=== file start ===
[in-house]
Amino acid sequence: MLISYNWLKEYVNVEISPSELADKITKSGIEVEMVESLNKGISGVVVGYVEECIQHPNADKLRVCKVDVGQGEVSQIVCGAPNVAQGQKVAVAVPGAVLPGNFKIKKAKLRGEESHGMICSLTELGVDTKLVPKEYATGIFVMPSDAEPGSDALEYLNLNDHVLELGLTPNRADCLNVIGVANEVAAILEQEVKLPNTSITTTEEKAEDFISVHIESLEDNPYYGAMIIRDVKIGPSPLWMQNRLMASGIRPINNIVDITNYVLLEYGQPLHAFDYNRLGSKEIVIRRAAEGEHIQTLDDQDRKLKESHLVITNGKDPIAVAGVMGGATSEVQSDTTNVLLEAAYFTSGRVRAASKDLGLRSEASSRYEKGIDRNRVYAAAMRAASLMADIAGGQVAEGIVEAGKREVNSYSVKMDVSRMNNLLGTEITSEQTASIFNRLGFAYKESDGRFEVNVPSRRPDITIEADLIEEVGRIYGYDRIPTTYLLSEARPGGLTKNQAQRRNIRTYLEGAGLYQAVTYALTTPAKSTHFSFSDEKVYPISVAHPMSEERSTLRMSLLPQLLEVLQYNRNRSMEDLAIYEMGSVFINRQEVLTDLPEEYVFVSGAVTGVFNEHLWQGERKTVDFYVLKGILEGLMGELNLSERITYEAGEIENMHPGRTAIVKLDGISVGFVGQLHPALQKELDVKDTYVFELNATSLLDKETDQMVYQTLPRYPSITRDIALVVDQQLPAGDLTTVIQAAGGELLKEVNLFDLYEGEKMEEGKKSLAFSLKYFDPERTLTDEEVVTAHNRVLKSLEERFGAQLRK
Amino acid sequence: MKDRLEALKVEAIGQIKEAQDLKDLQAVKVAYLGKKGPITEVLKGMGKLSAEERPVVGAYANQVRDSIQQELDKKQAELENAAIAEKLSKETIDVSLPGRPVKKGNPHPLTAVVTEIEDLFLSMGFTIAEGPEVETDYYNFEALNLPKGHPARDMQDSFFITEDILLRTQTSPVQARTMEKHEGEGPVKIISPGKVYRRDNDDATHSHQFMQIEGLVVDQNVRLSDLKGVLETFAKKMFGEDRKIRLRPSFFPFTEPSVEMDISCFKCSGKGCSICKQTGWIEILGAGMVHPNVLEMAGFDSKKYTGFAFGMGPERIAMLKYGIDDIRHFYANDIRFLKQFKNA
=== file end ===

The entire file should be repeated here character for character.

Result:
[in-house]
Amino acid sequence: MLISYNWLKEYVNVEISPSELADKITKSGIEVEMVESLNKGISGVVVGYVEECIQHPNADKLRVCKVDVGQGEVSQIVCGAPNVAQGQKVAVAVPGAVLPGNFKIKKAKLRGEESHGMICSLTELGVDTKLVPKEYATGIFVMPSDAEPGSDALEYLNLNDHVLELGLTPNRADCLNVIGVANEVAAILEQEVKLPNTSITTTEEKAEDFISVHIESLEDNPYYGAMIIRDVKIGPSPLWMQNRLMASGIRPINNIVDITNYVLLEYGQPLHAFDYNRLGSKEIVIRRAAEGEHIQTLDDQDRKLKESHLVITNGKDPIAVAGVMGGATSEVQSDTTNVLLEAAYFTSGRVRAASKDLGLRSEASSRYEKGIDRNRVYAAAMRAASLMADIAGGQVAEGIVEAGKREVNSYSVKMDVSRMNNLLGTEITSEQTASIFNRLGFAYKESDGRFEVNVPSRRPDITIEADLIEEVGRIYGYDRIPTTYLLSEARPGGLTKNQAQRRNIRTYLEGAGLYQAVTYALTTPAKSTHFSFSDEKVYPISVAHPMSEERSTLRMSLLPQLLEVLQYNRNRSMEDLAIYEMGSVFINRQEVLTDLPEEYVFVSGAVTGVFNEHLWQGERKTVDFYVLKGILEGLMGELNLSERITYEAGEIENMHPGRTAIVKLDGISVGFVGQLHPALQKELDVKDTYVFELNATSLLDKETDQMVYQTLPRYPSITRDIALVVDQQLPAGDLTTVIQAAGGELLKEVNLFDLYEGEKMEEGKKSLAFSLKYFDPERTLTDEEVVTAHNRVLKSLEERFGAQLRK
Amino acid sequence: MKDRLEALKVEAIGQIKEAQDLKDLQAVKVAYLGKKGPITEVLKGMGKLSAEERPVVGAYANQVRDSIQQELDKKQAELENAAIAEKLSKETIDVSLPGRPVKKGNPHPLTAVVTEIEDLFLSMGFTIAEGPEVETDYYNFEALNLPKGHPARDMQDSFFITEDILLRTQTSPVQARTMEKHEGEGPVKIISPGKVYRRDNDDATHSHQFMQIEGLVVDQNVRLSDLKGVLETFAKKMFGEDRKIRLRPSFFPFTEPSVEMDISCFKCSGKGCSICKQTGWIEILGAGMVHPNVLEMAGFDSKKYTGFAFGMGPERIAMLKYGIDDIRHFYANDIRFLKQFKNA